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Haiti is in the midst of one of the worst political crises in its history

STEVE INSKEEP, HOST:

We go next to Haiti, where it seems democracy has fallen apart. The country does not have a single regularly elected official. Everybody's terms expired, and nobody has held new elections. Last week, some police turned on the de facto prime minister. NPR's Eyder Peralta reports.

EYDER PERALTA, BYLINE: Prime Minister Ariel Henry had just returned to the country when he found himself surrounded by angry protesters at the airport in Port au Prince.

(SOUNDBITE OF PROTEST)

PERALTA: In previous weeks, more than 10 police officers had been killed by gangs, so some of them turned on the country's de facto prime minister. They blocked roads by burning tires, and some of them made it to the terminal building, destroying some property.

ROBERT FATTON: So you have a really critical situation in the police, and that is the only real institutional force that could reestablish a semblance of order. And it's falling apart itself.

PERALTA: That's Robert Fatton, who studies Haiti at the University of Virginia. He says right now, there is very little keeping Haiti together. Gangs are running rampant. The country hasn't held elections in so long, it doesn't have a single legitimately elected official. And now that Prime Minister Henry has seemingly lost the police, he can only head in one direction, hoping for the continued support of the international community.

FATTON: So we are indeed facing the precipice, and it's very unclear what might happen.

PERALTA: Henry came to power in the summer of 2021. The president of Haiti, Jovenel Moise, was assassinated. And amid a power struggle, the U.S., Canada, France and other members of the so-called core group put their weight behind Henry. Later, Haitian authorities expressed suspicion that Henry was involved in the assassination of the president. Cecile Accilien, a professor at Kennesaw University, says this is the historical pattern in Haiti. Western powers have always chosen their interests and stability over doing what's right for the Haitian people.

CECILE ACCILIEN: Yes, Haitians are responsible. You've had ongoing corrupt government, but the U.S. has supported this corruption.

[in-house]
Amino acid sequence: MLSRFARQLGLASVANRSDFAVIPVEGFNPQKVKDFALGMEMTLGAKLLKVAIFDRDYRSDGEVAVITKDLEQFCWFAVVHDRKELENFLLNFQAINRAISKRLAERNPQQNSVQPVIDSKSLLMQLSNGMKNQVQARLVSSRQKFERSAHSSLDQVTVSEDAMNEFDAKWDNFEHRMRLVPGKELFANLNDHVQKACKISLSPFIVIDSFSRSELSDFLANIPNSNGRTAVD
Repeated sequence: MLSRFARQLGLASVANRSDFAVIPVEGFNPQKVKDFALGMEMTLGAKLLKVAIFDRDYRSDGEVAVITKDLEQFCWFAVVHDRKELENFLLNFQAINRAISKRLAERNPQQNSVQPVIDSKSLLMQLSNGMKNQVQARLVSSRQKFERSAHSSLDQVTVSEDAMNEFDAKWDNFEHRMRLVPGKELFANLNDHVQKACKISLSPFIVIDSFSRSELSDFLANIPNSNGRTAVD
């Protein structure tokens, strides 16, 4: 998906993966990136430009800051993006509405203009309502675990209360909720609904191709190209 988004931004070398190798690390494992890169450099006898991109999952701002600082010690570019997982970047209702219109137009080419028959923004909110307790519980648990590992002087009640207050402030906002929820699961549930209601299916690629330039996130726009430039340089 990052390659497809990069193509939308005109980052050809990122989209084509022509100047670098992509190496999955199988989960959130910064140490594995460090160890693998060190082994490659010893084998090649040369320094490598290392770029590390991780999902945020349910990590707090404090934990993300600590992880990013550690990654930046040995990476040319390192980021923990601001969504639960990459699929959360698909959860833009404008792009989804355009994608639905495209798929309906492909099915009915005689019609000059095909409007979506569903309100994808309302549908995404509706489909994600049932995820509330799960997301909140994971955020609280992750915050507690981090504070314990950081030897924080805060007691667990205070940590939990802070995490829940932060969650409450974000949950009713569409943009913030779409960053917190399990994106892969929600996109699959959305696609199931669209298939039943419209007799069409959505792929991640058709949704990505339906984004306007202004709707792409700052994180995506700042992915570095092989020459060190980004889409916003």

PERALTA: For decades, Accilien says, the U.S. has supported the governments that created the gangs, and now that the leader they helped bring to power has failed, she says, the U.S. has to own it.

ACCILIEN: Yes. They have to untangle this. It's their mess.

PERALTA: Henry has called for an international force to help stabilize Haiti. But the U.S. says it's unwilling to lead that force, and they haven't been able to convince anyone else to take the plunge. In a statement to NPR, a State Department spokesperson would not say whether the U.S. still supports the prime minister, but they said they were encouraged by a recent political accord. The so-called national consensus plan would form a transitional council that would plan elections for this year. Monique Clesca, who is part of a group of Haitians looking for a holistic solution to the crisis, laughs at the suggestion.

MONIQUE CLESCA: We can't even go to the bank. You can't go anywhere. And they want him to be organizing elections this year. This is a farce.

PERALTA: If things are to change for good in Haiti, she says, the U.S. and its allies need to stop propping up corrupt regimes.

CLESCA: It's not at all going to be easy, but we must start. We can't just keep saying it's OK to have a criminal organization running a country.

PERALTA: Part of that, says Clesca, means ending support for Prime Minister Henry. Eyder Peralta, NPR News, Mexico City. Transcript provided by NPR, Copyright NPR.

Eyder Peralta is NPR's East Africa correspondent based in Nairobi, Kenya.